Victimism

I was tooling around on wikipedia the other day and found the page for the definition of elitism. On the right hand side was elitism in all its forms, classism, racism, even terms like heightism and mentalism. With all these ways for us to be more sensitive about people, I wonder if we’ll get to the point where no one has to feel bad about themselves, ever. I don’t think this is a good thing.

I can understand being comfortable with traits you can do nothing about, like the colour of your skin, gender, and whatnot, but what if we have to feel good about traits we can change? We need to have our flaws pointed out every once in a while. It’s what keeps us grounded. Being put down too much isn’t healthy either, of course, but if no one says anything bad to you, ever, what’s going to happen the first time someone tells you no?
I got teased as a kid. A lot. I still deal with those experiences to this day, but at the same time I’m also able to look inside myself and take responsibility for who I have become. These days, I don’t mind being teased by people I trust, because that’s how I find out my limitations so I can exceed them. To paraphrase Johann Wolfgang von Goethe, your real friends won’t accept you as you are. They instead will treat you as what you are capable of becoming, and you will become that.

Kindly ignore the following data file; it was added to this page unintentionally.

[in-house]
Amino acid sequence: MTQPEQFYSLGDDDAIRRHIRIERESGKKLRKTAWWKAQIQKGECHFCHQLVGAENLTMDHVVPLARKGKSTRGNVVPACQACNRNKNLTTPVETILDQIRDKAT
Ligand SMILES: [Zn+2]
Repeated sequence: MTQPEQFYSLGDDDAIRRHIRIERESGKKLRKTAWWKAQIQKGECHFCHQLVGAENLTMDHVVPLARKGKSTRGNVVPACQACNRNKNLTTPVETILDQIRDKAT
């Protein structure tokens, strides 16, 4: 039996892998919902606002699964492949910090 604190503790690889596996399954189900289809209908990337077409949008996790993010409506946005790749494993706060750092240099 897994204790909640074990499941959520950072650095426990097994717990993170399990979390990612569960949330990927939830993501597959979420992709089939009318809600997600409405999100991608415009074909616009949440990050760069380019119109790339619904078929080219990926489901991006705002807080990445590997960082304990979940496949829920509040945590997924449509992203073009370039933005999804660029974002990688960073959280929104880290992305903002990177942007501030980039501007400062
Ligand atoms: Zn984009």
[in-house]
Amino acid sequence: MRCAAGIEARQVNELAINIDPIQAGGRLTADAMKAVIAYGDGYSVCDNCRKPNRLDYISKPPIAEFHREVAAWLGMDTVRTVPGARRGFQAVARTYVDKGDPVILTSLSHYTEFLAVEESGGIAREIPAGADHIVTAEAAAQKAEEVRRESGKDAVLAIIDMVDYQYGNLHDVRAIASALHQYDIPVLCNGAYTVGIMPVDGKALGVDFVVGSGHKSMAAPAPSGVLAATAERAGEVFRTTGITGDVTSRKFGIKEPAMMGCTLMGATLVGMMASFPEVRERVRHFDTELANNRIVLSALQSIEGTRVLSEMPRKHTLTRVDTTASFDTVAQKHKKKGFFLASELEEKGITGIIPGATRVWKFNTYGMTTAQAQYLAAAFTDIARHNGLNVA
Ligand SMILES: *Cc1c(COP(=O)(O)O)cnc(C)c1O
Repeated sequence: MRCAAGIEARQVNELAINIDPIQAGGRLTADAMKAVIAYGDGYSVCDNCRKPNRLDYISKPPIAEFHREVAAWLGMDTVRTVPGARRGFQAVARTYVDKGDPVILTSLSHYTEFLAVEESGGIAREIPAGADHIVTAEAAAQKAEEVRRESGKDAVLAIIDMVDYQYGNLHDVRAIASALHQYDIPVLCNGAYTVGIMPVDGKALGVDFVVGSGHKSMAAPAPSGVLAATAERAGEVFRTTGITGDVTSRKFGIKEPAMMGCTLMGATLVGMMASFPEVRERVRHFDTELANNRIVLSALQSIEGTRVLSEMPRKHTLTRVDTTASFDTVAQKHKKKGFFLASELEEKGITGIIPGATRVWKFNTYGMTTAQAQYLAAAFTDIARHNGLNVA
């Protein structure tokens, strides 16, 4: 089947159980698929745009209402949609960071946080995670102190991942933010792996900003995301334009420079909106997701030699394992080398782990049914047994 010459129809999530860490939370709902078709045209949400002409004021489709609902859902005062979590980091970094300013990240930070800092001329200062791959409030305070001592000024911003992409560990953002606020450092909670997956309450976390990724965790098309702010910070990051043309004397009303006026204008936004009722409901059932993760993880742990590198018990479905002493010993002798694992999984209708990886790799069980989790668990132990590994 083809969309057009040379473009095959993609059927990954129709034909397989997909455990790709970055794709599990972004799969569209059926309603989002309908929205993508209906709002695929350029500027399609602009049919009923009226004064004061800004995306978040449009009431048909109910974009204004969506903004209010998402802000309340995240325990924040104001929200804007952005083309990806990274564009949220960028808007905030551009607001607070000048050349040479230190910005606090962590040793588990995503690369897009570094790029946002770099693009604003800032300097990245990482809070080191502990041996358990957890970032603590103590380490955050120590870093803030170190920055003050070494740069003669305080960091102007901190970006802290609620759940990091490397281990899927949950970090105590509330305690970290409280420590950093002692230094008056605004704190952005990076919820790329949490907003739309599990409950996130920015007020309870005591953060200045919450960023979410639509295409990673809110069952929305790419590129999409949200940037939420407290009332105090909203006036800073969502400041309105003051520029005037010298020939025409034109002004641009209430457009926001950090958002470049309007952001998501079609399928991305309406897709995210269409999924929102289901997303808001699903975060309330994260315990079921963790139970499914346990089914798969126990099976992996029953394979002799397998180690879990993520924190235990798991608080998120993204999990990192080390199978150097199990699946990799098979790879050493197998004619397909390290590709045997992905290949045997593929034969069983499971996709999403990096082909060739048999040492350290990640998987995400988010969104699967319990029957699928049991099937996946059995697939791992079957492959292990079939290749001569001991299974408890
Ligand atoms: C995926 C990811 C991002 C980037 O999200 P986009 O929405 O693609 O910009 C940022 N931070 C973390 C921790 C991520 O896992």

One thought on “Victimism

  1. Sara

    The “heightism” page amused me. Apparently I’ve been discriminated against all my life and didn’t even know it (I’m now 5’1″). When people teased me about my height, I didn’t think it was discrimination. I just thought they were jerks. As well, I had enough small in stature yet very strong role models in my family to not be bothered by what other people thought.

    Don’t get me wrong, discrimination is very real, and it has caused injury to many people. However, when we assign a label to any teasing or slight I don’t think we are really helping the serious discrimination that happens in our society. Perhaps we could instead remember that some people are just anti-social (or jerks) and that their comments do not reflect the great person that we are capable of becoming.

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